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Bitcoin is a Turing complete system even in script. By CSW

Bitcoin is a Turing complete system even in script.

CSW

Sep 1, 2021

 

 

Unfortunately, a major problem stems from a lack of understanding and many common terms today. Turing completeness does not require an infinite tape and, it was not an infinite tape that Turing mentioned in his paper; it was an unbounded system. Importantly, you cannot have a Turing machine with an infinite tape rather than an unbounded tape by definition. An infinite tape is not related to a problem that can be computed.

 

The first part of this that you need to remember is that a Turing machine can compute any computable problem. Not all algorithms can be computed. Saying that you can run a program that never halts is not creating a Turing machine. That also isn’t an infinite tape; it is an unbounded system. By definition, any unbounded system is always infinitely smaller than the infinite.

 

Bitcoin is a Turing complete system even in script. A Turing machine assumes that you have an unbounded tape. In this instance, it would mean an unbounded script size. Given an arbitrarily long script, you can run any possible computable algorithm. The fact that the size of the script becomes unwieldy is irrelevant. Not all Turing machines are efficient. However, there is nothing in the foundations of Turing machines that require efficiency.

 

The main reason that core attack the comment that I have stated that bitcoin is Turing complete is related to the introduction of limits that they have imposed. Whereas I stated bitcoin grows to where it ends in data centres, they wish to create a separate system that is more limited. A limited tape is not one that can run any algorithm. Hence, with a limited transaction size, you can never achieve the same level of computation as you can with an unlimited transaction size.

 

Turing wrote the following papers:

Turing, A. M. (1937). On computable numbers, with an application to the Entscheidungsproblem. Proceedings of the London mathematical society, 2(1), 230-265.

Turing, A. M. (1937). Computability and λ-definability. The Journal of Symbolic Logic, 2(4), 153-163.

Turing, A. M., & Church, A. (1937). Computability and X-definability. Symbolic Logic, 2.

 

https://www.cambridge.org/core/journals/journal-of-symbolic-logic/article/abs/computability-and-definability/FE8B4FC84276D7BACB8433BD578C6BFD

 

https://www.cambridge.org/core/journals/journal-of-symbolic-logic/article/abs/computability-and-definability/FE8B4FC84276D7BACB8433BD578C6BFD

 

If you read these, you will see that he (Turing, 1936, p. 230) is talking about “’computable ’numbers” which “may be described briefly as the real numbers whose expressions as a decimal are calculable by finite means”.

 

Pi is not a Turing computable value by this definition. Rather, an approximation in finite time and space of pi can be considered Turing computable.

 

Turing’s paper is premised on that my Godel:

, ” Uber formal unentscheidbare Satze der Principia Mathematica und verwandter Systeme, I”. Monatsheftc Math. Phys., 38 (1931), 173-198

 

Unfortunately, if you do not have the mathematical background in the form of discrete maths that these authors were talking about, or other writing about, in that case, you are likely to make one of the many errors that people make around the definition of a Turing machine.

 

Turing had noted (1936, p.230) that the class of computable numbers was “nevertheless enumerable”. However, he did not state that the touring machine itself needed to be enumerable for this to be true.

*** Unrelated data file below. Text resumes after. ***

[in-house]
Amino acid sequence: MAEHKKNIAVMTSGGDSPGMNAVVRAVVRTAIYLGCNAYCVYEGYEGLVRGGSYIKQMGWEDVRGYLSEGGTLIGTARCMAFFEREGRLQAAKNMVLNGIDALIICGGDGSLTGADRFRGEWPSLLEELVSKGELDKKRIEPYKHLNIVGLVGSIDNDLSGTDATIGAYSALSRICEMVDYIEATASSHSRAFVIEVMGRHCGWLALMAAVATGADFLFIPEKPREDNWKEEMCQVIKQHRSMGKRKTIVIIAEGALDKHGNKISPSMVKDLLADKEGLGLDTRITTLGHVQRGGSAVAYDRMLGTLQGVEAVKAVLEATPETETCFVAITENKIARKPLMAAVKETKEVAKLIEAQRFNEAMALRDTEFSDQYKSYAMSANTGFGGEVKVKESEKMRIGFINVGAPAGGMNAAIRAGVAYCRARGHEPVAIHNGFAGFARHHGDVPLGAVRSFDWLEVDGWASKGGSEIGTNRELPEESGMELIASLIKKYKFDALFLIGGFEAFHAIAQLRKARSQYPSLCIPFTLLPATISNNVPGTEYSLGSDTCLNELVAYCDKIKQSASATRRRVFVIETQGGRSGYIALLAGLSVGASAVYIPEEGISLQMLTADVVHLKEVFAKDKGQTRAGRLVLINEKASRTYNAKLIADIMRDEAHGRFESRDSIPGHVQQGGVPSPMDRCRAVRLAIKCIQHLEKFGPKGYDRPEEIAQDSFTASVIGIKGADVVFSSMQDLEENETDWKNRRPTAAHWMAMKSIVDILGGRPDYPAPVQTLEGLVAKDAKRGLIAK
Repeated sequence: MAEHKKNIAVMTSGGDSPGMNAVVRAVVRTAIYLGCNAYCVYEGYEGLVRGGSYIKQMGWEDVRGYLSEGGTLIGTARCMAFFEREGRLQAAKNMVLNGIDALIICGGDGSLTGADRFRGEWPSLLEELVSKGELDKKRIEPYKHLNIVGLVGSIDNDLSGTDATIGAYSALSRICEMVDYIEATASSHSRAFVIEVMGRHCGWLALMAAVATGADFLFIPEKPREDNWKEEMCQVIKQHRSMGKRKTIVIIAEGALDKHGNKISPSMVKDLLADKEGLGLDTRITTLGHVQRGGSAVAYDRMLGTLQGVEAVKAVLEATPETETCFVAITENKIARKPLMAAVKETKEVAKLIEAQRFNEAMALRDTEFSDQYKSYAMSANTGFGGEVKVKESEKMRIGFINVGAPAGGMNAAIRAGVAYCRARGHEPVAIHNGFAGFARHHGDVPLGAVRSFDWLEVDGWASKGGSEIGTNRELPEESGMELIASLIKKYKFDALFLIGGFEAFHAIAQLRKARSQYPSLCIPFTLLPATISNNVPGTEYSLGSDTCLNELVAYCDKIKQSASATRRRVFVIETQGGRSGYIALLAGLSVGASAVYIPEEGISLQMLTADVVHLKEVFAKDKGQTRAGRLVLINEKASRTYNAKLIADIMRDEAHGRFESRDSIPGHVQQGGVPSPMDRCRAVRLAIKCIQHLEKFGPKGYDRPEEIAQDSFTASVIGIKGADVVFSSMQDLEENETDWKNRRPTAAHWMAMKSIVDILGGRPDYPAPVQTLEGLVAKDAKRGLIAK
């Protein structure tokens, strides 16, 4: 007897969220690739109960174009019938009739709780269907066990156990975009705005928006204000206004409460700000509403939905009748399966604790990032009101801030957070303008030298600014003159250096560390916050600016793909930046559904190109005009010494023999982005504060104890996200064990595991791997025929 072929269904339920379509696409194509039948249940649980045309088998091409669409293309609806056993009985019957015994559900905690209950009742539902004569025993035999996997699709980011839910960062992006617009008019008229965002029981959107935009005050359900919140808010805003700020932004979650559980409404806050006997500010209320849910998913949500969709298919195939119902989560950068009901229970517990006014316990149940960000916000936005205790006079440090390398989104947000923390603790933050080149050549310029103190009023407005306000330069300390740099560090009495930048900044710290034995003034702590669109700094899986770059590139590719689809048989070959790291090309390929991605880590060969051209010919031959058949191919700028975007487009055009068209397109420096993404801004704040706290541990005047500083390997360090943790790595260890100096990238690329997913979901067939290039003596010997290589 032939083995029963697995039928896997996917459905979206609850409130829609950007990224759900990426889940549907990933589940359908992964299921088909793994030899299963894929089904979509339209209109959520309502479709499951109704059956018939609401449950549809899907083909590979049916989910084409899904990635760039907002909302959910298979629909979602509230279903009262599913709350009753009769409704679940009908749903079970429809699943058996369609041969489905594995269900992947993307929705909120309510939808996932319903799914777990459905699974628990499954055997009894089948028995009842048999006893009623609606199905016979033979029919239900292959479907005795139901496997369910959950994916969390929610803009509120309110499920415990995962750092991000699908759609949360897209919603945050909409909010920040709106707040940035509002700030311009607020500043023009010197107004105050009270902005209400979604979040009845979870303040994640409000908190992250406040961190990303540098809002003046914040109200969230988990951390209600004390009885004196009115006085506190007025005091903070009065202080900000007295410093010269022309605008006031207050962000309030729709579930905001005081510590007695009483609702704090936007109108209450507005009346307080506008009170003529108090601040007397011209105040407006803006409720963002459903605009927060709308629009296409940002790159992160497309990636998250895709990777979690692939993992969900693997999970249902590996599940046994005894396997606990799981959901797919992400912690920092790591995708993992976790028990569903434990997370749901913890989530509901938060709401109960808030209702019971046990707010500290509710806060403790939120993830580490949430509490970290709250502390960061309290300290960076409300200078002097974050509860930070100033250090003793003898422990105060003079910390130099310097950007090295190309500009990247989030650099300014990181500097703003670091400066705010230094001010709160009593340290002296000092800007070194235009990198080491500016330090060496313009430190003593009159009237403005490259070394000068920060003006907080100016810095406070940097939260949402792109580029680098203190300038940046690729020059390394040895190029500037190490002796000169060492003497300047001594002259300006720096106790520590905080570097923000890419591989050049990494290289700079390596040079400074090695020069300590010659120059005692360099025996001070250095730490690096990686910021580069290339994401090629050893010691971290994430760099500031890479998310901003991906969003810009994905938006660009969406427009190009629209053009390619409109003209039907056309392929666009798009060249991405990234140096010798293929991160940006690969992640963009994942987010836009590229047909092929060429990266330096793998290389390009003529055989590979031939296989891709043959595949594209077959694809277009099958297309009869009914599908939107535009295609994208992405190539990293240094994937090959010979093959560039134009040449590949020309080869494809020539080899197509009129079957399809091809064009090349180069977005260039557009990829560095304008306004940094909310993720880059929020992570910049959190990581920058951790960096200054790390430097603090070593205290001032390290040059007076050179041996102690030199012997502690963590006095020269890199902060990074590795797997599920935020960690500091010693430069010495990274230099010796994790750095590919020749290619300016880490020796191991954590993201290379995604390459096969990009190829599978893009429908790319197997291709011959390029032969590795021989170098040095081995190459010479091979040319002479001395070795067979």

Turing was extending the research of Church (1936), who was researching the concept of ‘effective calculability’. As Turing noted, effective calculability is functionally equivalent to Turing’s concept of ‘computability ’whilst these are each separately defined. For this reason, it has been called the Church-Turing problem. Each author created a solution with Church deriving his first.

Alonzo Church, “An unsolvable problem, of elementary number theory “, AmericanJ. of Math., 58 (1936), 345-363

 

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Hennie (1965) investigated the concept of a single tape off-line Turing machine.

Hennie, F. C. (1965). One-tape, off-line Turing machine computations. Information and Control, 8(6), 553-578.

 

Such a machine and tape can be computed as needed and created in a structured manner that can be later produced to validate any single computable number. An example of how this can be reflected in bitcoin script would be creating a set of rules and mathematical processes that can computer any digital number on a tape that may then be processed. In this instance, we can analogise the tape to the bitcoin script. In this manner, you could imagine creating a single transaction as a single tape that is compiled and produced offline and used online in finite time.

 

Hartmanis (1968) provided a discussion around the complexity of single tape Turing machines. Whilst he noted that there is a sharp time-bound over nine regular sets of sequences, there are various forms of computational complexity that can be used to measure these forms of computation. Simultaneously, it is possible to determine the different complexity levels for these tapes compared to these tapes to multiple tape machines. From this, the various forms of computational complexity have been derived. So, the issue is now not whether a script is a Turing complete system but whether it is efficient. Of course, a single tape computation is inefficient, and that is not one that I would recommend but, it is feasible and possible to implement.

 

Hartmanis, J. (1968). Computational complexity of one-tape Turing machine computations. Journal of the ACM (JACM), 15(2), 325-339.

 

Shannon (1956) looked at the concept provided by Turing to make a mechanical machine or other an electric machine and made an error in the description. Unfortunately, Shannon (1956, p. 157) described Turing’s machine as a system that requires “a control element, a reading and writing head, and an infinite tape”. It was not Turing that stated that a Turing machine must be infinite but rather Shannon.